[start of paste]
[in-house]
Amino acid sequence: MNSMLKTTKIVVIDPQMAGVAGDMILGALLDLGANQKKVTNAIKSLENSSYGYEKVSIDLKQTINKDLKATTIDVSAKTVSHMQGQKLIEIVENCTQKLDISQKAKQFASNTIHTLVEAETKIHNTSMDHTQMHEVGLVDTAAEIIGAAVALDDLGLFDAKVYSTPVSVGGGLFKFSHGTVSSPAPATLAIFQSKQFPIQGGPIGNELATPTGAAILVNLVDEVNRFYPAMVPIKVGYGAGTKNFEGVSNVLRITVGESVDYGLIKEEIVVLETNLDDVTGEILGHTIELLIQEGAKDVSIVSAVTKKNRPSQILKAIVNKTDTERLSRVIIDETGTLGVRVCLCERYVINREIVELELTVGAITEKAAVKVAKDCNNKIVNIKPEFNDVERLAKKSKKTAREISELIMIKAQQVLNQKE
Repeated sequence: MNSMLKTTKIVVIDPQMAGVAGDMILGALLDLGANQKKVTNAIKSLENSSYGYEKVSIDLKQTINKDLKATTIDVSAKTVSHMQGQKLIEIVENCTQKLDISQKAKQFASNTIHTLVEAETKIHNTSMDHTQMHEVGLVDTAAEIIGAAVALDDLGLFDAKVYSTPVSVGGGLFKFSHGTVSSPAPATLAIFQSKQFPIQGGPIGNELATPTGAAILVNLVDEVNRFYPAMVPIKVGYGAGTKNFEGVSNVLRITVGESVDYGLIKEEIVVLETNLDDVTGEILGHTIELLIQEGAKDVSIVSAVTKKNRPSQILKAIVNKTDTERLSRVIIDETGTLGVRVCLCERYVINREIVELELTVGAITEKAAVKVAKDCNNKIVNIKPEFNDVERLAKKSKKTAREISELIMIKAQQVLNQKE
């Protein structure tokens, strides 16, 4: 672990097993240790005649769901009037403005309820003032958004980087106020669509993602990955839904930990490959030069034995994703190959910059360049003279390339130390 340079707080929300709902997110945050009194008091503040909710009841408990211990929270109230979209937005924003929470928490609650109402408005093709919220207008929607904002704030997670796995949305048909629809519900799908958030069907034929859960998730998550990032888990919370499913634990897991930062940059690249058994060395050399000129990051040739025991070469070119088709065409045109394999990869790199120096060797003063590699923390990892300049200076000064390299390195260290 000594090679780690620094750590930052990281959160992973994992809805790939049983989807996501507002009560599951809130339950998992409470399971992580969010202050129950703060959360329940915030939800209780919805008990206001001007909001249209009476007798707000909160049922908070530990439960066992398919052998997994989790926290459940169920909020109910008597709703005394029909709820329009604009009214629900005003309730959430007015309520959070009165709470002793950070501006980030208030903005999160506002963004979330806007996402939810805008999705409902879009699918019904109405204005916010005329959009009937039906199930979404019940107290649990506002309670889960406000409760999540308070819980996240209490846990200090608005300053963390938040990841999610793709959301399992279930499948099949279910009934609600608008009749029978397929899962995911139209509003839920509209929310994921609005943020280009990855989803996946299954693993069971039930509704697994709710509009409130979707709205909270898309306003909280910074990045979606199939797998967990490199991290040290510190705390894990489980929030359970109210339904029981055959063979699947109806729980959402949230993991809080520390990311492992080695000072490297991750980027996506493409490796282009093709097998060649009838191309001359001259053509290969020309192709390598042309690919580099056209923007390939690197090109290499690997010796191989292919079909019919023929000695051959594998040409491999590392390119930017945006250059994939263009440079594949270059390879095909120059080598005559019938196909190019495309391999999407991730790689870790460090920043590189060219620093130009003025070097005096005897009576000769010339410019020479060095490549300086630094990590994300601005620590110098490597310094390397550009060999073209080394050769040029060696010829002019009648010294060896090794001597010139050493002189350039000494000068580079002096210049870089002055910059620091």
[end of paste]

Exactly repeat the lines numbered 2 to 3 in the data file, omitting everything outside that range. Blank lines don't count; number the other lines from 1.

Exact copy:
Amino acid sequence: MNSMLKTTKIVVIDPQMAGVAGDMILGALLDLGANQKKVTNAIKSLENSSYGYEKVSIDLKQTINKDLKATTIDVSAKTVSHMQGQKLIEIVENCTQKLDISQKAKQFASNTIHTLVEAETKIHNTSMDHTQMHEVGLVDTAAEIIGAAVALDDLGLFDAKVYSTPVSVGGGLFKFSHGTVSSPAPATLAIFQSKQFPIQGGPIGNELATPTGAAILVNLVDEVNRFYPAMVPIKVGYGAGTKNFEGVSNVLRITVGESVDYGLIKEEIVVLETNLDDVTGEILGHTIELLIQEGAKDVSIVSAVTKKNRPSQILKAIVNKTDTERLSRVIIDETGTLGVRVCLCERYVINREIVELELTVGAITEKAAVKVAKDCNNKIVNIKPEFNDVERLAKKSKKTAREISELIMIKAQQVLNQKE
Repeated sequence: MNSMLKTTKIVVIDPQMAGVAGDMILGALLDLGANQKKVTNAIKSLENSSYGYEKVSIDLKQTINKDLKATTIDVSAKTVSHMQGQKLIEIVENCTQKLDISQKAKQFASNTIHTLVEAETKIHNTSMDHTQMHEVGLVDTAAEIIGAAVALDDLGLFDAKVYSTPVSVGGGLFKFSHGTVSSPAPATLAIFQSKQFPIQGGPIGNELATPTGAAILVNLVDEVNRFYPAMVPIKVGYGAGTKNFEGVSNVLRITVGESVDYGLIKEEIVVLETNLDDVTGEILGHTIELLIQEGAKDVSIVSAVTKKNRPSQILKAIVNKTDTERLSRVIIDETGTLGVRVCLCERYVINREIVELELTVGAITEKAAVKVAKDCNNKIVNIKPEFNDVERLAKKSKKTAREISELIMIKAQQVLNQKE